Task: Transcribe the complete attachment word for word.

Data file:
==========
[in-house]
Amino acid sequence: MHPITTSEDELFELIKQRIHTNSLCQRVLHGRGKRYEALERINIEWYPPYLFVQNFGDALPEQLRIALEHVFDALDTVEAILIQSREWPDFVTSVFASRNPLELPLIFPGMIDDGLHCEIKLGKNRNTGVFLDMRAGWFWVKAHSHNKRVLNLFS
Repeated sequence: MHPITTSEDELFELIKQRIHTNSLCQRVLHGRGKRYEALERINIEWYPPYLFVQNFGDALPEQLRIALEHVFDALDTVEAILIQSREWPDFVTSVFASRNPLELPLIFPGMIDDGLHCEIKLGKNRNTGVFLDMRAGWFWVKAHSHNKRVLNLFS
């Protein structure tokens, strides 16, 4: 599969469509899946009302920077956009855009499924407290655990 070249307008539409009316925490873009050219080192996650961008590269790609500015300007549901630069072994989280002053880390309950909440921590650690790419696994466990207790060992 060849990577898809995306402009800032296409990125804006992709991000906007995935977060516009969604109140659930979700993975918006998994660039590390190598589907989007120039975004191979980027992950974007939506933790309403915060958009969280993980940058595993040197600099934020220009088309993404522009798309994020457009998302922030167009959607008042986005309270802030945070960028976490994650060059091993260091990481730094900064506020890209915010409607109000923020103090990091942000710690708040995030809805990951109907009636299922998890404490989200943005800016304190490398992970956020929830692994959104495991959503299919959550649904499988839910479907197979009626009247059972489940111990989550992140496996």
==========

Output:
[in-house]
Amino acid sequence: MHPITTSEDELFELIKQRIHTNSLCQRVLHGRGKRYEALERINIEWYPPYLFVQNFGDALPEQLRIALEHVFDALDTVEAILIQSREWPDFVTSVFASRNPLELPLIFPGMIDDGLHCEIKLGKNRNTGVFLDMRAGWFWVKAHSHNKRVLNLFS
Repeated sequence: MHPITTSEDELFELIKQRIHTNSLCQRVLHGRGKRYEALERINIEWYPPYLFVQNFGDALPEQLRIALEHVFDALDTVEAILIQSREWPDFVTSVFASRNPLELPLIFPGMIDDGLHCEIKLGKNRNTGVFLDMRAGWFWVKAHSHNKRVLNLFS
């Protein structure tokens, strides 16, 4: 599969469509899946009302920077956009855009499924407290655990 070249307008539409009316925490873009050219080192996650961008590269790609500015300007549901630069072994989280002053880390309950909440921590650690790419696994466990207790060992 060849990577898809995306402009800032296409990125804006992709991000906007995935977060516009969604109140659930979700993975918006998994660039590390190598589907989007120039975004191979980027992950974007939506933790309403915060958009969280993980940058595993040197600099934020220009088309993404522009798309994020457009998302922030167009959607008042986005309270802030945070960028976490994650060059091993260091990481730094900064506020890209915010409607109000923020103090990091942000710690708040995030809805990951109907009636299922998890404490989200943005800016304190490398992970956020929830692994959104495991959503299919959550649904499988839910479907197979009626009247059972489940111990989550992140496996």